MARKS and Spencer has revealed a further 25 stores are to close amid its sweeping overhaul of the estate as it posted a 10 per cent drop in annual profits.

The high street bellwether said it is closing 85 full-line stores in the coming financial year along with 25 Simply Food outlets which is on top of the 35 full-line branches closed in 2018-19 under a previously-announced restructure.

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However, it said the overall size of the chain will remain in line with plans as it also opens and relocates shops, having launched a further 48 outlets across the UK including a food store in Oban in the past financial year.

In total, 75 new premises, including potentially in Scotland, will have opened by the end of the process.

It said the food closures come as it focuses efforts on larger Simply Food shops with parking access, which will mean shutting and relocating smaller, less busy outlets.

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Steve Rowe, M&S chief executive, said: “Our strategy is as much about right sizing, relocating and new openings as it is about closures.

“Our overall numbers of stores will remain broadly level.”

The store closure details came as it posted underlying pre-tax profits of £523.2 million for the year to March 30, down 9.9% from £580.9m the previous year.

Shares fell 5% as the results confirmed a hefty cut to its shareholder dividend payout, down 25.7% to 13.9p a share.

Mr Rowe said there were “green shoots” of a turnaround, but added that performance was not consistent and had been hit by its store closure programme and wide-ranging revamp plan.

The group warned that it remained in the “difficult early stages” of its turnaround and progress will largely not come until the second half of 2019-20.

INFOGRAPHIC: Marks and Spencer in Scotland

Comparable sales in its womenswear arm dropped 1.6% with a 1.3% fall in the final three months after it was hit by the timing of Easter and poor stock availability.

Like-for-like sales in its food halls fell 2.3% following a 1.5% decline in the fourth quarter, although this was also affected by the timing of Easter.

Mr Rowe said: “Whilst there are green shoots, we have not been consistent in our delivery in a number of areas of the business.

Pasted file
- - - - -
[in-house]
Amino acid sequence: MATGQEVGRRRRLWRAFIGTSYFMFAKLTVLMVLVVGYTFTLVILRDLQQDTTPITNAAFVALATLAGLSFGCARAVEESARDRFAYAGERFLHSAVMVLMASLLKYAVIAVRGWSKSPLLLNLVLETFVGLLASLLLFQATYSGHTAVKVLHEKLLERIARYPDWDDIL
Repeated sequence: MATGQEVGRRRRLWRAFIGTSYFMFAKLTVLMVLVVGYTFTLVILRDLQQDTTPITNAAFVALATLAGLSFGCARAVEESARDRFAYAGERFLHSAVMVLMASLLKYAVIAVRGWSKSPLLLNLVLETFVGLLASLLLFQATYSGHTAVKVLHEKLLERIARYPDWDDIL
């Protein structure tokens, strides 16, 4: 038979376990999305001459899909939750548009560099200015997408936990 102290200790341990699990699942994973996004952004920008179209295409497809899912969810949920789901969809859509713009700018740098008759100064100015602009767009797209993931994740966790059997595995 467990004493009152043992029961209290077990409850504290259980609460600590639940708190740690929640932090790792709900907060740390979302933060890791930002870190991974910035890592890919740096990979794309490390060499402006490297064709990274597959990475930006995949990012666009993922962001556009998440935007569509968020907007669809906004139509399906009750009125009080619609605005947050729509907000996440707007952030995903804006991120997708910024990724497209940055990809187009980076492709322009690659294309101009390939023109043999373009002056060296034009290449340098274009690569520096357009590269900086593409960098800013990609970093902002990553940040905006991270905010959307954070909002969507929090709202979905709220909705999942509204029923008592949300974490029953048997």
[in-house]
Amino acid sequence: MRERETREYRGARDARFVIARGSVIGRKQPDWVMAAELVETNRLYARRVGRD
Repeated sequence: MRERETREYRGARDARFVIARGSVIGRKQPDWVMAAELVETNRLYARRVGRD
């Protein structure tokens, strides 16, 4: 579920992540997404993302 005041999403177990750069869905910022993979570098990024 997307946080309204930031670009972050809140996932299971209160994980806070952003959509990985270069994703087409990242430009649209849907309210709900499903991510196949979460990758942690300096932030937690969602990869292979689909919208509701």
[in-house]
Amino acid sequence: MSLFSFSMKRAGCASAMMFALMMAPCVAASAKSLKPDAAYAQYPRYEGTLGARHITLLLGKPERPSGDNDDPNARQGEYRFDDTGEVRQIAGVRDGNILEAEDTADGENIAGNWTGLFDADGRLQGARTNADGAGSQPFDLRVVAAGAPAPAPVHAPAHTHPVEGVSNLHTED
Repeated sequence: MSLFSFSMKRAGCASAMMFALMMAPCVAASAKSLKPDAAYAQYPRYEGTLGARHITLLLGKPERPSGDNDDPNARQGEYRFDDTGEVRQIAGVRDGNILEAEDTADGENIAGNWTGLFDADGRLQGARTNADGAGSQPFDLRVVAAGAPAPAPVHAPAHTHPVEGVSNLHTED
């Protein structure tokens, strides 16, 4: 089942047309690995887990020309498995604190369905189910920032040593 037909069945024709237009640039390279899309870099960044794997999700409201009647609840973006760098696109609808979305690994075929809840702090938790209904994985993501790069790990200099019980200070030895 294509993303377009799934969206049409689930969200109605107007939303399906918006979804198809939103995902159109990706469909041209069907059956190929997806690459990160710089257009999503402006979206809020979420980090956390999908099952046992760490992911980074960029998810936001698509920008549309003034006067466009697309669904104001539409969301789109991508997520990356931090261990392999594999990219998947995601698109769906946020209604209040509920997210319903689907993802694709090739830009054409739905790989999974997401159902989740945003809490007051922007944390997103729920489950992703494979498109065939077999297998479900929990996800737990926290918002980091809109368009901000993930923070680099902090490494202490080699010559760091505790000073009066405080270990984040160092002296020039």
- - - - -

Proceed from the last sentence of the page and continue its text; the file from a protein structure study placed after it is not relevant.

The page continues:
“M&S is changing faster than at any time in my career - substantial changes across the business to our processes, ranges and operations - and this has constrained this year’s performance, particularly in clothing and home.

“However, we remain on track with our transformation and are now well on the road to making M&S special again.”

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The results showed statutory pre-tax profits stood at £84.6m, up 26.6% on the previous year.

M&S also released details of a £601.3m rights issue to finance its joint venture with online grocer Ocado.

The investor cash call will help fund the deal with Ocado to boost its food offering and online delivery service.

Arlene Ewing, investment manager at Brewin Dolphin, said: “These results underline that M&S is going through a significant overhaul.

“The major news is the £601.3 million rights issue for the Ocado joint venture and the cut to the dividend - both moves will likely mean short-term pain for shareholders.

“Of course, the hope is that a much stronger business will emerge on the other side - but we will only know whether it has worked years down the line.”

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An M&S spokesman said: “We’ve spoken about addressing the legacy issues of our clothing estate and said last year we would close or relocate over 100 stores.

“What we’ve said today is we are making really good progress with that, with 35 clothing stores closed at the end of the financial year at March 30.

“From the start of this financial year April 1, 85 stores remain in scope for that programme.

“New today is that we updated on our plans for our whole estate and will need to close 25 small stores alongside opening 75 stores." The firm currently has 1096 UK stores.

In Scotland, the firm has 96 stores and 6,500 employees. It has 4,000 Scottish farms in its supply chain.

M&S said it buys around £300m worth of goods from Scotland a year, and 2,500 of its products use Scottish raw materials.

Among the 35 UK stores already closed or relocated were Falkirk, Greenock and Kirkcaldy.